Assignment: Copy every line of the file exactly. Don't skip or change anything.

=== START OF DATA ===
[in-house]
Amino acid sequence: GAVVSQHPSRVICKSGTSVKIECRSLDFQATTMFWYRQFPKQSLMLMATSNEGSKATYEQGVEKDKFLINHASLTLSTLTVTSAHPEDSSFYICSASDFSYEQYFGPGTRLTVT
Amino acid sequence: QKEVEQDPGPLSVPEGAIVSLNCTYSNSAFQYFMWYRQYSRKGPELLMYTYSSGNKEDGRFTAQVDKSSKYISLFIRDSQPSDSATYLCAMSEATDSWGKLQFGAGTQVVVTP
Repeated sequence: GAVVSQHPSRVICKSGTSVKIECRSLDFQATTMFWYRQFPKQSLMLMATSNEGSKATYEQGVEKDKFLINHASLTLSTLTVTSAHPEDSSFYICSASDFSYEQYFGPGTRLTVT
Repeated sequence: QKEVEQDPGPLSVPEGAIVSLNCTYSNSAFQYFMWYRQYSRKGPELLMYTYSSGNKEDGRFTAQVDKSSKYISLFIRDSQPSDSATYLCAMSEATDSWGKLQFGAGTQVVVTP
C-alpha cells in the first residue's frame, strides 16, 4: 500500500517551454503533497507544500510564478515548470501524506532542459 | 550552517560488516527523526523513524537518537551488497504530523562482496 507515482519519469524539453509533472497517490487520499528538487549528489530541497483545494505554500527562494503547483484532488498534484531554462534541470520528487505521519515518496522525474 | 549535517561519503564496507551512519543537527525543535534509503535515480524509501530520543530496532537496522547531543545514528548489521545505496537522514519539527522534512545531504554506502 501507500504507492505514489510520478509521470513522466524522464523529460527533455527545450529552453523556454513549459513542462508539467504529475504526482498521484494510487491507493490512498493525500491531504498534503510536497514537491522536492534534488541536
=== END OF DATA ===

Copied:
[in-house]
Amino acid sequence: GAVVSQHPSRVICKSGTSVKIECRSLDFQATTMFWYRQFPKQSLMLMATSNEGSKATYEQGVEKDKFLINHASLTLSTLTVTSAHPEDSSFYICSASDFSYEQYFGPGTRLTVT
Amino acid sequence: QKEVEQDPGPLSVPEGAIVSLNCTYSNSAFQYFMWYRQYSRKGPELLMYTYSSGNKEDGRFTAQVDKSSKYISLFIRDSQPSDSATYLCAMSEATDSWGKLQFGAGTQVVVTP
Repeated sequence: GAVVSQHPSRVICKSGTSVKIECRSLDFQATTMFWYRQFPKQSLMLMATSNEGSKATYEQGVEKDKFLINHASLTLSTLTVTSAHPEDSSFYICSASDFSYEQYFGPGTRLTVT
Repeated sequence: QKEVEQDPGPLSVPEGAIVSLNCTYSNSAFQYFMWYRQYSRKGPELLMYTYSSGNKEDGRFTAQVDKSSKYISLFIRDSQPSDSATYLCAMSEATDSWGKLQFGAGTQVVVTP
C-alpha cells in the first residue's frame, strides 16, 4: 500500500517551454503533497507544500510564478515548470501524506532542459 | 550552517560488516527523526523513524537518537551488497504530523562482496 507515482519519469524539453509533472497517490487520499528538487549528489530541497483545494505554500527562494503547483484532488498534484531554462534541470520528487505521519515518496522525474 | 549535517561519503564496507551512519543537527525543535534509503535515480524509501530520543530496532537496522547531543545514528548489521545505496537522514519539527522534512545531504554506502 501507500504507492505514489510520478509521470513522466524522464523529460527533455527545450529552453523556454513549459513542462508539467504529475504526482498521484494510487491507493490512498493525500491531504498534503510536497514537491522536492534534488541536